Deke Dickerson

A native of Columbia, Missouri, Deke Dickerson was born June 3, 1968. Growing up on a farm gave him an interesting slant on life and certainly contributed to his love of all things retro. By age 13 Deke's musical abilities began to show themselves. Playing in bands around his home town allowed the budding prodigy to nurture his growing talent. At 17 he and some friends from high school formed their own band, the Untamed Youth, a garage band that favored surf guitar licks. During the course of time the Untamed Youth was together they operated as a national touring act and released four indie recordings while gaining a strong reputation in the Midwest. But, Dickerson wanted more and moved to the West Coast in 1991. He soon became entrenched in the L.A. roots and rockabilly scene and eventually hooked up with the equally talented Dave Stuckey, another Midwesterner who had transplanted his talent to the West Coast. Together they formed one of the premier hillbilly duos to come out of Los Angeles and released two projects, the second being the highly acclaimed CD, Hollywood Barndance.

While with Stuckey, Dickerson's expertise as a guitarist began to evolve into the definitive Dickerson style. Part rockabilly, part surf and rock 'n' roll with a strong dash of the Roy Nichols jazzy style of country guitar, Dickerson put his mark on his brand of guitar playing. Sadly, he needed to move on yet again inspite of the success of Dave & Deke and the overwhelming emotional connection their audiences seemed to feel for the twosome. Parting ways was difficult and their last performance on a hot summer's evening in 1996 at Jacks Sugar Shack, located at the corner of Hollywood & Vine in Hollywood, proved to be a hearbreaking experience for the SRO crowd. Yet, Dave & Deke never sounded better. While tears were shed, both looked towards a future as solo artists.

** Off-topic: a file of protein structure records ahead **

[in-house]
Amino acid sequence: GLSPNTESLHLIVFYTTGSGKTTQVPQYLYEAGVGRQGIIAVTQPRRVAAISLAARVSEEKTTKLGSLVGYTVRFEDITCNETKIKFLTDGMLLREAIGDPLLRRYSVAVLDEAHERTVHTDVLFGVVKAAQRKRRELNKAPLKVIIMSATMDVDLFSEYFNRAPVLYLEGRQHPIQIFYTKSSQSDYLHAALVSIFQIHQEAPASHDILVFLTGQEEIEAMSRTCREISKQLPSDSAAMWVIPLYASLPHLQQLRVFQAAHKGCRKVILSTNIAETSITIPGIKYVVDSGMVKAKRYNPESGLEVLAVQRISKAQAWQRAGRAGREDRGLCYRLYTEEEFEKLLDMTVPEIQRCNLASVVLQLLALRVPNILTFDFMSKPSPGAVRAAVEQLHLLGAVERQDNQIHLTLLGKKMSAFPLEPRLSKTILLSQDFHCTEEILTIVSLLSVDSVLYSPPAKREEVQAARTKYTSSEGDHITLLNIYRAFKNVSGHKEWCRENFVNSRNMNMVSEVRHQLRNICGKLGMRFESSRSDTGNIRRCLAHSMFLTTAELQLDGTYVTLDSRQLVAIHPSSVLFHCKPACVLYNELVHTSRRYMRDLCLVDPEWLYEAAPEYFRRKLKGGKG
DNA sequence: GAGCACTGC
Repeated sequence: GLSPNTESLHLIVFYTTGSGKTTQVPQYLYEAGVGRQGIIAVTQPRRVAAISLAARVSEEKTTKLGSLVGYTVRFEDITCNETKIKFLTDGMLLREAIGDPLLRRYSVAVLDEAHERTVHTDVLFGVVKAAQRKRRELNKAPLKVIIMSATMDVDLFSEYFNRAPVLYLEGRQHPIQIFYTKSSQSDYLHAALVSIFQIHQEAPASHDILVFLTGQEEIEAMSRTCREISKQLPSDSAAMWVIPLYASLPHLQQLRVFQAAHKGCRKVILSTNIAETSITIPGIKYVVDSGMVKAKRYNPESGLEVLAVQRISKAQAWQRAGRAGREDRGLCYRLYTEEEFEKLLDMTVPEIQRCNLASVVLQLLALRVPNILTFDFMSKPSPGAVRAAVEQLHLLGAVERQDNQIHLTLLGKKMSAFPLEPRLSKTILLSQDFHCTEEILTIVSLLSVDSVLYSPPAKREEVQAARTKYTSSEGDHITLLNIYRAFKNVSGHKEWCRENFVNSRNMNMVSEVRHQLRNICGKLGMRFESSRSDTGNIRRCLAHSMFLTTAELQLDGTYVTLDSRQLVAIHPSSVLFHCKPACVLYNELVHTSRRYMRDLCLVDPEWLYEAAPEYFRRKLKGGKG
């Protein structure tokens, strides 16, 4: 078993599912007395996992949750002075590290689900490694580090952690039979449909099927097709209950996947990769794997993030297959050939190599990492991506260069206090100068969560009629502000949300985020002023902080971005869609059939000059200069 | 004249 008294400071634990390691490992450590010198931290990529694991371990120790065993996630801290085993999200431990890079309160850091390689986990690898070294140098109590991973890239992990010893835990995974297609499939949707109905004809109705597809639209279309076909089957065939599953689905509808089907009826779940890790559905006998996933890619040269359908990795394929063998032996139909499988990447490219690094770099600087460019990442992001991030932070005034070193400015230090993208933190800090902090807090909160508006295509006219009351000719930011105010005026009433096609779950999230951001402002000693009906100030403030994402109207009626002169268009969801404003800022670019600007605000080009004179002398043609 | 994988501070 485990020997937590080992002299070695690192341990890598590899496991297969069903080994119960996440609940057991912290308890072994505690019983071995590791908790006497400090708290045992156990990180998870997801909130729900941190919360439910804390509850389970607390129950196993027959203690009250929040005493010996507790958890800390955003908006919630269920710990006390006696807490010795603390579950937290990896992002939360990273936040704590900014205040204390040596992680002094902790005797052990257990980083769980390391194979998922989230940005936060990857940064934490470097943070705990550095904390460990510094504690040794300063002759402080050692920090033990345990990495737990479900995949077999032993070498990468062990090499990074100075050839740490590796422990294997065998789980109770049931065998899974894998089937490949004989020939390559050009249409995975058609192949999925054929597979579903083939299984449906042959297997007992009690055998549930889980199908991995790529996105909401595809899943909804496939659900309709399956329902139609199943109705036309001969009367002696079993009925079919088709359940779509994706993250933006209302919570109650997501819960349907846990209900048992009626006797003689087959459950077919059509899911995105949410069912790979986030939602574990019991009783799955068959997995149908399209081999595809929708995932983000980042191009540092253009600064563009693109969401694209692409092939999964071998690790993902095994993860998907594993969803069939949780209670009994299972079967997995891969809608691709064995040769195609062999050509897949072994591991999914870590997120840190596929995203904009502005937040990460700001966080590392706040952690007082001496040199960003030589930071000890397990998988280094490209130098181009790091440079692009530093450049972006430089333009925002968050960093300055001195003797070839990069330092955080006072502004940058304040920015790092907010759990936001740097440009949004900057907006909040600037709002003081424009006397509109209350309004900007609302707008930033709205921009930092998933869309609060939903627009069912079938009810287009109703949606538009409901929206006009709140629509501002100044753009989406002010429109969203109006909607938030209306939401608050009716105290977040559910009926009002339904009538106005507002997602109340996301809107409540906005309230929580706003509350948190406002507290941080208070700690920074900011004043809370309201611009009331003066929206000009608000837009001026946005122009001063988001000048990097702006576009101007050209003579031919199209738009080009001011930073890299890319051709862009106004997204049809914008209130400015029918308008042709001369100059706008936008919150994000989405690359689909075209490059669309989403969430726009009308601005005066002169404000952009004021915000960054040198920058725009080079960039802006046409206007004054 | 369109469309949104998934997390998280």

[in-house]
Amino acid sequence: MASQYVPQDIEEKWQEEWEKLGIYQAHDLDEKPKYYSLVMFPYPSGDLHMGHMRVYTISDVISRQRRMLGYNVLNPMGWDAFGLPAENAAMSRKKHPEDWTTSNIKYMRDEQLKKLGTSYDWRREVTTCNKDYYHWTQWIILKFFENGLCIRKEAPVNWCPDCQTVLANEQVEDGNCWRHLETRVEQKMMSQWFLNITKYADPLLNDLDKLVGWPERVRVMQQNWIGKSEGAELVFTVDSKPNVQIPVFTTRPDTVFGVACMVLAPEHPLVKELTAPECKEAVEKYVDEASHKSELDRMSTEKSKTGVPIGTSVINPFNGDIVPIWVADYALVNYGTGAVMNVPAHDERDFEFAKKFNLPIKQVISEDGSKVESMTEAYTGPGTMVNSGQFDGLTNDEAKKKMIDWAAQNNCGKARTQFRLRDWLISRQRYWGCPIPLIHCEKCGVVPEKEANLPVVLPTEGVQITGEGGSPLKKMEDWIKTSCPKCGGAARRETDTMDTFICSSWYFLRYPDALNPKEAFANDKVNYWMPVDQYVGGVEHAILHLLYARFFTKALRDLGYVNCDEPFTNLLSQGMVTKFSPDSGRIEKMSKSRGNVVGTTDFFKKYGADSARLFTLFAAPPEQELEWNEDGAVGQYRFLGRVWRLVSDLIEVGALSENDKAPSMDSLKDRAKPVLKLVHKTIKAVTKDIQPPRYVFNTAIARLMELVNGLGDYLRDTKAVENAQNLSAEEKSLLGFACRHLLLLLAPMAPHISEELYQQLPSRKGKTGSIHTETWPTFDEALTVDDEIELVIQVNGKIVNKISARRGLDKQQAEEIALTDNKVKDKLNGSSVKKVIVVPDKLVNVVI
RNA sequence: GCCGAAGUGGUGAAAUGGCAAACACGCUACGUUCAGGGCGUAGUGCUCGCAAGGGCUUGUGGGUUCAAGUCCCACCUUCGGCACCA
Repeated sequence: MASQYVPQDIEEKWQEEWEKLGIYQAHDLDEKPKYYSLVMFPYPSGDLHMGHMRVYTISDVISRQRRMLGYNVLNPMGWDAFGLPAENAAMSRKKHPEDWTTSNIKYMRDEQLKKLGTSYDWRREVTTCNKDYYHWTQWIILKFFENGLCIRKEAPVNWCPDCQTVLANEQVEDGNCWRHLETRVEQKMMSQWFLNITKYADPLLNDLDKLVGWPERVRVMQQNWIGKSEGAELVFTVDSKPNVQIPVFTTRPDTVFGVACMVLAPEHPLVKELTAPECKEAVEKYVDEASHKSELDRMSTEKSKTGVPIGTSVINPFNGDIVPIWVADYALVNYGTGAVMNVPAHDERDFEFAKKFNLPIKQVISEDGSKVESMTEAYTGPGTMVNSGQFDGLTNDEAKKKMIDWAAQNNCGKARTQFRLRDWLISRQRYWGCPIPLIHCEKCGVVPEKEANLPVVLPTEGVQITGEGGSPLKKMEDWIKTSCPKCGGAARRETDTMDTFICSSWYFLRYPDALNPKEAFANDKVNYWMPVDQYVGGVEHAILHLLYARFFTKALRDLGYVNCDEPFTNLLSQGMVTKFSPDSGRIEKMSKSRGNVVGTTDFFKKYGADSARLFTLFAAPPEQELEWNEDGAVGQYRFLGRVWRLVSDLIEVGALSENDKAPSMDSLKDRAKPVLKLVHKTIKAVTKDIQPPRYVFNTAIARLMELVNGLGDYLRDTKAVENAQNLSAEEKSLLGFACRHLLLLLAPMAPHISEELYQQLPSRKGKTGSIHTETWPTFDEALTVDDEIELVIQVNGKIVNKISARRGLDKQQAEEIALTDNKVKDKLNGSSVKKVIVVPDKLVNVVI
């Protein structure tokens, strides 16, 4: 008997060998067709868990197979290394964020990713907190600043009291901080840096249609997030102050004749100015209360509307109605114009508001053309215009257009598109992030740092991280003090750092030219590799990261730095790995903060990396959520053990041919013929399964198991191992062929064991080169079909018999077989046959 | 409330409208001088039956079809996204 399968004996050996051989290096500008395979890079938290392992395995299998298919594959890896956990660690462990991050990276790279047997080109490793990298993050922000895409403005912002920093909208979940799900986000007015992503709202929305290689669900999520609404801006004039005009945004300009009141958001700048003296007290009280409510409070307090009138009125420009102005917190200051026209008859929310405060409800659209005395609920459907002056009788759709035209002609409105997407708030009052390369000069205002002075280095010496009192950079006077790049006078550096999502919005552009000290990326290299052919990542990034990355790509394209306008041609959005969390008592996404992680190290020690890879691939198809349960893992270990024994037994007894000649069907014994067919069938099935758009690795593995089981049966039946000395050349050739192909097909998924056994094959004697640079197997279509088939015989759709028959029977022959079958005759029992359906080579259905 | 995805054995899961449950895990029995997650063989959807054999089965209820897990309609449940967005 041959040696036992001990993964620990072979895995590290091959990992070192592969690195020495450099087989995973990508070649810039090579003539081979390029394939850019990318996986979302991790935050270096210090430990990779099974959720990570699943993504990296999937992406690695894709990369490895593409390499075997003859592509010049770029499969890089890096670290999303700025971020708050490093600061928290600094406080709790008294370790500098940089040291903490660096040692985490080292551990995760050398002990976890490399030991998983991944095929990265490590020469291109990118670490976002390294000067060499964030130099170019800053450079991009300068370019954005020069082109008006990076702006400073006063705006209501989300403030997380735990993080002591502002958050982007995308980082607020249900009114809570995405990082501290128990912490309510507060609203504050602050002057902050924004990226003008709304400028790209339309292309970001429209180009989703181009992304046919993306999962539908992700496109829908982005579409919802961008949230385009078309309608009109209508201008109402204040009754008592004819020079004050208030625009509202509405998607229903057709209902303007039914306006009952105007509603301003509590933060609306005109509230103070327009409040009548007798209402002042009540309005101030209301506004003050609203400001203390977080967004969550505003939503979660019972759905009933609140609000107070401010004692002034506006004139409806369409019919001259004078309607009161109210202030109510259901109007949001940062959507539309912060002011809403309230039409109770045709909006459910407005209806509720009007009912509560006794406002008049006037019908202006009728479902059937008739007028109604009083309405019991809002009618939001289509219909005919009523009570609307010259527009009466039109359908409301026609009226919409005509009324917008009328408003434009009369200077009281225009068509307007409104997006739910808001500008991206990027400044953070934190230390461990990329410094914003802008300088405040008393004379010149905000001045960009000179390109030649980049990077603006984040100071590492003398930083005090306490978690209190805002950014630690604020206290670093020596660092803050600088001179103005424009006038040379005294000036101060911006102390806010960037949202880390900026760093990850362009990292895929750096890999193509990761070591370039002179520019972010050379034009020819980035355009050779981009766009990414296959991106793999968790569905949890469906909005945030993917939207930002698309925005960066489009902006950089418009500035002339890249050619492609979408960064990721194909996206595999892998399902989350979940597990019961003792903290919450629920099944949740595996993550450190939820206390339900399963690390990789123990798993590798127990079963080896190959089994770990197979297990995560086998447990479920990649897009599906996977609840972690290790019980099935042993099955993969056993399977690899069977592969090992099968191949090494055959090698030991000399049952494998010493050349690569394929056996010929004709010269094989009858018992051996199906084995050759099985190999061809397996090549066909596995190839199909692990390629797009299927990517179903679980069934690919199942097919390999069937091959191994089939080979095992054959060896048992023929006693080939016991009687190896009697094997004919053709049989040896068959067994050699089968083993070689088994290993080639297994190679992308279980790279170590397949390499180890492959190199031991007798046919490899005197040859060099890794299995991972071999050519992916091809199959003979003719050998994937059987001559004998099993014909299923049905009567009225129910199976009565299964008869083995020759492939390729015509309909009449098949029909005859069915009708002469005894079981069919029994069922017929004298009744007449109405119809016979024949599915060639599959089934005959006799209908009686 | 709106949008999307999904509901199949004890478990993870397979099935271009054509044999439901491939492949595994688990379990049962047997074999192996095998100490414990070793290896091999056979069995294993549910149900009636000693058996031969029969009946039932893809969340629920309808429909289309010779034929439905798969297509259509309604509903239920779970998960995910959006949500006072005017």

Under the watchful eye of manager Allen Larman, the same man who guided the career of Big Sandy & His Fly-Rite Boys to success, Deke Dickerson spent the next year seeking out a band to join him on stage and in the studio. He had a vision built upon the sounds he loved from days gone by and found his dream band in a unit that he christened the Ecco-fonics. Armed with his 'trademark custom double-neck Mosrite guitar,' Deke and the Ecco-fonics began to meld together and played all around Los Angeles, Orange County and the West Coast. They were featured at such roots music spectaculars as the Irvine, California annual Fourth of July Hootenanny and the Viva Las Vegas rockabilly spectacle in Las Vegas, Nevada.

An accomplished engineer and studio producer, in 1998 Dickerson went into the studio in order to produce a solo project by the Fly-Rite Boys sans Big Sandy. Another critical success, Dickerson was ready to take the Ecco-fonics into the studio and record his first solo effort. The result of those sessions in 1998 was the Fall release of Number One Hit Record on HighTone's HMG label. More Million Sellers followed a year later; Rhythm, Rhyme, & Truth in fall 2000. ~ Jana Pendragon, All Music Guide
Written by Jana Pendragon

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Guitar Player Presents Reverend Horton Heat with Larry and His Flask, Deke Dickerson

Sunday, November 17 · Doors 7:00 PM / Show 8:00 PM at Sweetwater Music Hall